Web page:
Fazenda Sāo Joāo
Farm: Fazenda Sāo Joāo, Brazil
Farmer: Osvaldo Bachiāo
Crop Year: 2020
Varietal: Red Bourbon
Tasting Notes: Sweet flavour with hints of grape. Enjoy as filter or for espresso as a cortado or flat white.
About Fazenda Sāo Joāo
Sr. Osvaldo Bachião the owner of Fazenda São João is the 3rd generation to farm coffee. His family farm lies high in the hills surrounding Nova Rezende in the famous coffee growing region of Sul de Minas Gerais.
Sr. Osvaldo’s grandfather, Archangelo Bachião, arrived in Brazil from Italy in the late 19th century, a young, single man with a dream of making a new life in Brazil. Sr. Osvaldo recounts with pride that from these humble beginnings, his grandfather transformed himself into a coffee pioneer in the South of Minas Gerais. Archangelo met his wife, also from Italy, in the Três Corações region (a municipality in Southern Minas) and shortly after moved to nearby Paraguaçu, where he began to work in coffee. When he started, he had no experience with coffee at all – but he saw the potential for coffee to become huge in the region. He quickly developed an affinity for the work and took a position as ‘Meeiro’ – someone who earns not a wage for their work but rather is a stakeholder of the farm and splits profits with the actual owner of the land. His grandfather developed his first farm significantly and made a name for himself as one of the first coffee producers in the region, creating an example for many to follow. It was here that the Bachião family and coffee cultivation became inextricably linked.
Osvoldo’s father, Boaventura, was born (one of 7 kids) on the farm in Paraguaçu. As a young man, around 1914, he moved to Nova Rezende – about 150 km to the northeast – and began to work in the small town of Mondo Novo. He had made a bit of money from working in coffee, and with this, he purchased some small parcels of land in the town that was, at the time, semi-abandoned and not under any cultivation. For three years he put all his work into making the farm the best it could be. He cleared the land, pulled up trees and completely renovated what was then 70 acres of potentially great coffee farming land.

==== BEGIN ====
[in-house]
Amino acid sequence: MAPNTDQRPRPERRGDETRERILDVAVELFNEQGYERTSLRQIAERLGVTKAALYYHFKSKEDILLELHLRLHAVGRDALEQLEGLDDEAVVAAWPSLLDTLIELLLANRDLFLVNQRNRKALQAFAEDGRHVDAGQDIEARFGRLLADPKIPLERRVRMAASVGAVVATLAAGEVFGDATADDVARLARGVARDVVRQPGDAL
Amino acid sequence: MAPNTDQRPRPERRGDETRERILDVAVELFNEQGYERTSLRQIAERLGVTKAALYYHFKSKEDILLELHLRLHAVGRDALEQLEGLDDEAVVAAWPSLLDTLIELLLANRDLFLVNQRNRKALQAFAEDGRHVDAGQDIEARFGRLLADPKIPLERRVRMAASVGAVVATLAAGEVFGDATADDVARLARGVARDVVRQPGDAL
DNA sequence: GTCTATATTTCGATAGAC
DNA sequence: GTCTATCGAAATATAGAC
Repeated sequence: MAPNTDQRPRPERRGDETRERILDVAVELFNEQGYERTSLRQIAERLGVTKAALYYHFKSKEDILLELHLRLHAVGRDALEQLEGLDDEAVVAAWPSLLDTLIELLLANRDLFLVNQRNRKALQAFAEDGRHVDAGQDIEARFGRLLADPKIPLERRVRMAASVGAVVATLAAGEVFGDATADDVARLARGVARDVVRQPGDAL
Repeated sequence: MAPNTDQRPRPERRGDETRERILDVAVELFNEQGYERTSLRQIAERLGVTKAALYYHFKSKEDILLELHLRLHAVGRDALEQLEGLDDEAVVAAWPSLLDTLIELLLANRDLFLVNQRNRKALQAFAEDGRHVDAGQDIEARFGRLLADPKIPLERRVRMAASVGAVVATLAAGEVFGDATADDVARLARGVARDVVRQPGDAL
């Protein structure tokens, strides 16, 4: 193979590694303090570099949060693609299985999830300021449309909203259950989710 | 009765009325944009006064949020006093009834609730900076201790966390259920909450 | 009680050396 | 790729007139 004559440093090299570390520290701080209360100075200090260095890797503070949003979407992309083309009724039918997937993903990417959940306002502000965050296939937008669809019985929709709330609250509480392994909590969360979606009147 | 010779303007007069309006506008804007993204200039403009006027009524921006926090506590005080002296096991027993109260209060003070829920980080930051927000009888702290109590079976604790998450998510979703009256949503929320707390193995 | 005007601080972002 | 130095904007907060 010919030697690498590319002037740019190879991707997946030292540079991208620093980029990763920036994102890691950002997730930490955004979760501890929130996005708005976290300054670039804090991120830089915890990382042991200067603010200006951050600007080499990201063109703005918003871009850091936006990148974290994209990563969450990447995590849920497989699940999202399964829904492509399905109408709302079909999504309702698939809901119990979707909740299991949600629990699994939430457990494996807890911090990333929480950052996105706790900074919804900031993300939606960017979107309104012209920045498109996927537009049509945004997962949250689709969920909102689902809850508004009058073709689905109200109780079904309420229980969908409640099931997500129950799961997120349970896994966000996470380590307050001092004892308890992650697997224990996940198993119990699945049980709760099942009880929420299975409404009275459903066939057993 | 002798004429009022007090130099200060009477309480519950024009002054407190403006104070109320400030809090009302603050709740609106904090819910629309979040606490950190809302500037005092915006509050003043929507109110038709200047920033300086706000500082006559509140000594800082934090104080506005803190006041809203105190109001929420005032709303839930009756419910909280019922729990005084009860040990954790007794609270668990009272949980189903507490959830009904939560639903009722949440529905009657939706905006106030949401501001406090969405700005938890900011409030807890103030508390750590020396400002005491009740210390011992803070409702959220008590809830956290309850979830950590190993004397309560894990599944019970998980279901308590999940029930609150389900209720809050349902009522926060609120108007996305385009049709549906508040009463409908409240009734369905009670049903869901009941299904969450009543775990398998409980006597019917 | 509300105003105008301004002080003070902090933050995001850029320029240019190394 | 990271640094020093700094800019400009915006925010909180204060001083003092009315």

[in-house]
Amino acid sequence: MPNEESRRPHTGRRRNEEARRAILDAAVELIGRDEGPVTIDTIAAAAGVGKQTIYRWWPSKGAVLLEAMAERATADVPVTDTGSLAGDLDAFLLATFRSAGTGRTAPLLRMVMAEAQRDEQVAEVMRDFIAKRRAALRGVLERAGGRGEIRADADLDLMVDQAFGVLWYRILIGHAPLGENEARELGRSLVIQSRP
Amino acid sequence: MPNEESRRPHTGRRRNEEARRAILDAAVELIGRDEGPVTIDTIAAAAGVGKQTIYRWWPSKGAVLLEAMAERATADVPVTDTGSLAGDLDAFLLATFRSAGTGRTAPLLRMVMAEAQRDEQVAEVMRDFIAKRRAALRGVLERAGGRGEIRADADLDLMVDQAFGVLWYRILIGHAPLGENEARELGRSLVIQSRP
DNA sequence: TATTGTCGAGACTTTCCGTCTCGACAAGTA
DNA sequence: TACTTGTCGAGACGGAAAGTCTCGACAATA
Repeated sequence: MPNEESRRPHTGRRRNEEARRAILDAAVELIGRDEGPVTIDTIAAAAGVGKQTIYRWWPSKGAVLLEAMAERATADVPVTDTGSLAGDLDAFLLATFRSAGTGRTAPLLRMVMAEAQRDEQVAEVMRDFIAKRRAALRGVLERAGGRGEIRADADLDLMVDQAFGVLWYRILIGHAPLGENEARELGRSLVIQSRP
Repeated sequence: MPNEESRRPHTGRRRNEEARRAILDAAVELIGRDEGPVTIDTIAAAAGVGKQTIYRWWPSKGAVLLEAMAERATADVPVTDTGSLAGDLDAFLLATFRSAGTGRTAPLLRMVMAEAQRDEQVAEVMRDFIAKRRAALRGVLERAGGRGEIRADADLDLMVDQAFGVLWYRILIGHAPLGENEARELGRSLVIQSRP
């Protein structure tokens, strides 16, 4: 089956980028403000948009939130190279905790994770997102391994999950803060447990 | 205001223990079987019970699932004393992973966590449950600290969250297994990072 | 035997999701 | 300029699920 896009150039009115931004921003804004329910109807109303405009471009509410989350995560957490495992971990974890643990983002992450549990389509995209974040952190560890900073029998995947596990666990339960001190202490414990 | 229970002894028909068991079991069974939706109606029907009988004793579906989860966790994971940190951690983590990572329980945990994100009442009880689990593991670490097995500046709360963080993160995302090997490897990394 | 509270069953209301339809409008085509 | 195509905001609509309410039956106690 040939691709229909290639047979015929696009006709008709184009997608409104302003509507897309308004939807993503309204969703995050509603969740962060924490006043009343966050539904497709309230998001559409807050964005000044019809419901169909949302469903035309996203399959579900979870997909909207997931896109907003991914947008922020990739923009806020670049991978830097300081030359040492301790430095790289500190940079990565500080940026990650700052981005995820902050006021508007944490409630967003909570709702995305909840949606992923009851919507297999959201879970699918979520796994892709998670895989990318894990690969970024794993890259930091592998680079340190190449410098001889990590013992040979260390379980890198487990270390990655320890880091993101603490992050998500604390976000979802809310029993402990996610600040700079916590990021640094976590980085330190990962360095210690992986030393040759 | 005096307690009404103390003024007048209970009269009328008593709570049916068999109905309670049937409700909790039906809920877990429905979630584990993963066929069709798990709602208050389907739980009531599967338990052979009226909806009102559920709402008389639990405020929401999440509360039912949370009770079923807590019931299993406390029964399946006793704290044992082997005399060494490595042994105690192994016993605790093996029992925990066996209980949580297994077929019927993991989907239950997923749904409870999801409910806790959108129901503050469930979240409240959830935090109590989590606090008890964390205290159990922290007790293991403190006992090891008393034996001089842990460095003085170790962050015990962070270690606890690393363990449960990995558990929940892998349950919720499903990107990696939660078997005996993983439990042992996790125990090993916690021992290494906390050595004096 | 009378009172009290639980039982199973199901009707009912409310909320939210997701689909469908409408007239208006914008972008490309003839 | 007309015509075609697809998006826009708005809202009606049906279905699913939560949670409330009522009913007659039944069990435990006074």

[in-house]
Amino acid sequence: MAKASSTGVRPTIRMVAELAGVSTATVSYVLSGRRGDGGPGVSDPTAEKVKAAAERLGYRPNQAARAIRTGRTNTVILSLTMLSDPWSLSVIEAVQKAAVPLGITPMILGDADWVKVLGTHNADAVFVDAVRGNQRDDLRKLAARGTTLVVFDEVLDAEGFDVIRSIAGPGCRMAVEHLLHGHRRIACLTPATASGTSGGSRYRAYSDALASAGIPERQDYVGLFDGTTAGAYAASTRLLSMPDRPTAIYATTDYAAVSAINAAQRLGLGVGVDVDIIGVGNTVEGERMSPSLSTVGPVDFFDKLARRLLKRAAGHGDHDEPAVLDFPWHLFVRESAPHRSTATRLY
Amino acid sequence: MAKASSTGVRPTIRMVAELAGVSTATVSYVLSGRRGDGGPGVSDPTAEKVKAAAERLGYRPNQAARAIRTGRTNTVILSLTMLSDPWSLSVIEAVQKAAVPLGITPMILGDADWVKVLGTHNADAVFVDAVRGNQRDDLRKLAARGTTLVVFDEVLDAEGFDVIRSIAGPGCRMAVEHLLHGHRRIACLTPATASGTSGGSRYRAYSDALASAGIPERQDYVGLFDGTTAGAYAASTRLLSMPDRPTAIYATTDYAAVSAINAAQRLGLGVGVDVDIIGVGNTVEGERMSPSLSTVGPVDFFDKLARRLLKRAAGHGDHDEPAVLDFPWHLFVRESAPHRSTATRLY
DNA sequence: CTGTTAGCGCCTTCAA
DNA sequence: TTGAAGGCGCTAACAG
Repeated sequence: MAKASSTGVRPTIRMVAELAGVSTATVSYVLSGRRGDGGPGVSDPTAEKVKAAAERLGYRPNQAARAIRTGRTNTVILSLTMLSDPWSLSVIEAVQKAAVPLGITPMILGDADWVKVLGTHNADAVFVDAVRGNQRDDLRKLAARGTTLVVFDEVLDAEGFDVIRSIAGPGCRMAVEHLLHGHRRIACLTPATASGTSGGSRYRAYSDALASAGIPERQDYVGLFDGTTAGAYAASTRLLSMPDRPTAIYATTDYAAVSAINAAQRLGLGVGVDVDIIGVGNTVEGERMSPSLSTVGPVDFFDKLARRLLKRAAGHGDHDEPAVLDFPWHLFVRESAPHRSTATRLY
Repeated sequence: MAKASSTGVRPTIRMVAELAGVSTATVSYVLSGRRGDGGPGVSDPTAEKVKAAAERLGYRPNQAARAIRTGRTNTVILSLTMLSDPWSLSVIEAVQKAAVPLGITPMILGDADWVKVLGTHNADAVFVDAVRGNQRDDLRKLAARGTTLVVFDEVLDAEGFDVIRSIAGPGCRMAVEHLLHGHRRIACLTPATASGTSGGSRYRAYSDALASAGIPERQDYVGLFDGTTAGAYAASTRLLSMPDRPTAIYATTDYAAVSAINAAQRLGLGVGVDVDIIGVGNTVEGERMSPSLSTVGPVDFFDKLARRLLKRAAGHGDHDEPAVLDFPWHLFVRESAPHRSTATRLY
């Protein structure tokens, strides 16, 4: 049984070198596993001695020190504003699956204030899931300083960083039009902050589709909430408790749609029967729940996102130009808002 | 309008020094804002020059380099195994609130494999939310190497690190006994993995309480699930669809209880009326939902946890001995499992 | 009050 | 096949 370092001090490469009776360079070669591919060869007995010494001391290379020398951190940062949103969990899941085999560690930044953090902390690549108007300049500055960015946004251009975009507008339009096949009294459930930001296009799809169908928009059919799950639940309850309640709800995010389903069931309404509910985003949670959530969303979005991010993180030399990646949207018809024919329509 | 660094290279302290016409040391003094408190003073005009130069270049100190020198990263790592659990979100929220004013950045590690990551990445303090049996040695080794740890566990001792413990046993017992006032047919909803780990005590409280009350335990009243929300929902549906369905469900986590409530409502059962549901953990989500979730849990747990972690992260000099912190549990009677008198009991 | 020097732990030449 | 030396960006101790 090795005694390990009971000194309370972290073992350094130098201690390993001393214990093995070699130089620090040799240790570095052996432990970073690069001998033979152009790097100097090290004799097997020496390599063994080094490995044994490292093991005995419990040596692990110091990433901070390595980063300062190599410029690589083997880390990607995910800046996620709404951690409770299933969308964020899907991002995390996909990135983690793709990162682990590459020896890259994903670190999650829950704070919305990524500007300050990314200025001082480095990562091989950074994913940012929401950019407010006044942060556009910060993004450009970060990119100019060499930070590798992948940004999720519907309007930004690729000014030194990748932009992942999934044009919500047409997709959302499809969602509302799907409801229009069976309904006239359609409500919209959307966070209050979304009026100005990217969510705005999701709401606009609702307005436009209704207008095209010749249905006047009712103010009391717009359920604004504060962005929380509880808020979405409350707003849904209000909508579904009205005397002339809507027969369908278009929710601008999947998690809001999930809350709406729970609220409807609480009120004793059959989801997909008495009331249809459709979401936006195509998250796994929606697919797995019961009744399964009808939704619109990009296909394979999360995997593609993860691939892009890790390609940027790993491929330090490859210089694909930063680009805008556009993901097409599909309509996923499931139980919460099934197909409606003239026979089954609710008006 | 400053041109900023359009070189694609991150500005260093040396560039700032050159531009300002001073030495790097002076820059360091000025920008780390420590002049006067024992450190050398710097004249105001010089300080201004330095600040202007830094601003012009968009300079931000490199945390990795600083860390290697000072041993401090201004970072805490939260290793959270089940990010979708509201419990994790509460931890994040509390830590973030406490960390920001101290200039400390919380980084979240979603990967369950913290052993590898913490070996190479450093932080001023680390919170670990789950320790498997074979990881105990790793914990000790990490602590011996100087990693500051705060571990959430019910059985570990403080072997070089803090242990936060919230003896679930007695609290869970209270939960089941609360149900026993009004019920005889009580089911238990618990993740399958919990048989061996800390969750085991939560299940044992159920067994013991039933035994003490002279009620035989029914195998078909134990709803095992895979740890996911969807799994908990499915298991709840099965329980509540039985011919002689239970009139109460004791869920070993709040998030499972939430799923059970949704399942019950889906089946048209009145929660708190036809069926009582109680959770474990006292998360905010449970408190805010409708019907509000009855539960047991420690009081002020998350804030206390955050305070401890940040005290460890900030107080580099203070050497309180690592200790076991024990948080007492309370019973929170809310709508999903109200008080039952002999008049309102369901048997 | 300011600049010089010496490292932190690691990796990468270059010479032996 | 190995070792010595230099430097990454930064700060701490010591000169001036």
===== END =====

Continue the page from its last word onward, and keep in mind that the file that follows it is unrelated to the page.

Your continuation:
It was here, on the Mondo Novo farm, that Osvaldo was born. However, when he was only one year old the family moved to a piece of land that his father had purchased in 1938 – the land that today comprises Finca São João . In those days, recalls Osvaldo, coffee was carried to the yards by bull and cart and the region was so remote that he and his brothers would have to walk more than 4 km just to go to school – though in those days people admired any kids who would be seen walking that far because it usually meant that they were going to school.
“Me and my brothers would return from school,” he says, “and would immediately be sent to work at the mill. Urchins of 8, 9, 10 years old wouldn’t be allowed to sit and would have to work all day. I made it to the 4th grade, and when I was 11, I left school and began to work [full time].”
The main house at São João, where Osvaldo still lives today, was built in 1944, though for a short time he lived in his father-in-law’s house shortly after marrying his wife – a second cousin whose family also came from Italy near the town of Genova. Due to Osvaldo’s hard work and that of his family, the farm now covers 150 hectares and has an annual production of 6,500 bags.
Although the farm lies high in the mountains at 1,120 to 1,230 meters above sea level, the relatively level terrain has enabled the family to mechanise approximately 95% of the harvest. The farm has 9 year-round employees and contract and additional 20 during the harvest season. The family always seeks to marry productivity with high quality, and for their 100% bourbon lots, such as this one, maintaining quality is a particularly high priority. As they say, their Bourbon trees are their ‘babies’. Additionally, they conduct a good deal of microlot separation in order to guarantee the highest possible quality.
Osvaldo has spoken about how in the ‘old days’ in the countryside, families and neighbours were much more connected. “People in rural areas were constantly in contact with one another,” he says. “Today we have cars, we have televisions. Back then we had none of that. So people would go visiting as a whole family from house to house together.” Although things have changed, the pride and value given to family shows clearly in Osvaldo eyes when he tells you that the passion for the family farm has been passed on to his grandson, who loves to live on the farm. It is clear that in the case of São João, “the family that lives together, produces the best coffee together.”